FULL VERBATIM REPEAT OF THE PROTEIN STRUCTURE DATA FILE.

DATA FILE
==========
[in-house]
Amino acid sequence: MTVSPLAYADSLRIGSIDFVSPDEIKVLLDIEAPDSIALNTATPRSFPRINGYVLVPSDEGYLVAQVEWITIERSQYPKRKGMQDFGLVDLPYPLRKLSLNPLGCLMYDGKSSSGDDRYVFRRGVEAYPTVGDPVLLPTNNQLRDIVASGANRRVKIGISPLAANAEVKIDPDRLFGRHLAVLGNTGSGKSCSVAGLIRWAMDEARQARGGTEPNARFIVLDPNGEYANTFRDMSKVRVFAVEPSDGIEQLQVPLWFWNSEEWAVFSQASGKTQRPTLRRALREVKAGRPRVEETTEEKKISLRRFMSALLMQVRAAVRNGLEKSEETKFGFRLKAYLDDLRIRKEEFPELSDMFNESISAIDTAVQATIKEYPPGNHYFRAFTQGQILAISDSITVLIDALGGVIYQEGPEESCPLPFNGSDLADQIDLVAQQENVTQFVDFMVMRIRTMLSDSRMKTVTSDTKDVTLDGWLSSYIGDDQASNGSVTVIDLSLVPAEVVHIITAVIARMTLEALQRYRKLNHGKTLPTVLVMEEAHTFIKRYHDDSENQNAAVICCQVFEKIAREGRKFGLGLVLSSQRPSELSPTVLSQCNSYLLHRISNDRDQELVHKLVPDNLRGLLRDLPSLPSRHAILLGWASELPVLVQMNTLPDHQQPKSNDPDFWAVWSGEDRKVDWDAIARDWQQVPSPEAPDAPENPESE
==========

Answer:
[in-house]
Amino acid sequence: MTVSPLAYADSLRIGSIDFVSPDEIKVLLDIEAPDSIALNTATPRSFPRINGYVLVPSDEGYLVAQVEWITIERSQYPKRKGMQDFGLVDLPYPLRKLSLNPLGCLMYDGKSSSGDDRYVFRRGVEAYPTVGDPVLLPTNNQLRDIVASGANRRVKIGISPLAANAEVKIDPDRLFGRHLAVLGNTGSGKSCSVAGLIRWAMDEARQARGGTEPNARFIVLDPNGEYANTFRDMSKVRVFAVEPSDGIEQLQVPLWFWNSEEWAVFSQASGKTQRPTLRRALREVKAGRPRVEETTEEKKISLRRFMSALLMQVRAAVRNGLEKSEETKFGFRLKAYLDDLRIRKEEFPELSDMFNESISAIDTAVQATIKEYPPGNHYFRAFTQGQILAISDSITVLIDALGGVIYQEGPEESCPLPFNGSDLADQIDLVAQQENVTQFVDFMVMRIRTMLSDSRMKTVTSDTKDVTLDGWLSSYIGDDQASNGSVTVIDLSLVPAEVVHIITAVIARMTLEALQRYRKLNHGKTLPTVLVMEEAHTFIKRYHDDSENQNAAVICCQVFEKIAREGRKFGLGLVLSSQRPSELSPTVLSQCNSYLLHRISNDRDQELVHKLVPDNLRGLLRDLPSLPSRHAILLGWASELPVLVQMNTLPDHQQPKSNDPDFWAVWSGEDRKVDWDAIARDWQQVPSPEAPDAPENPESE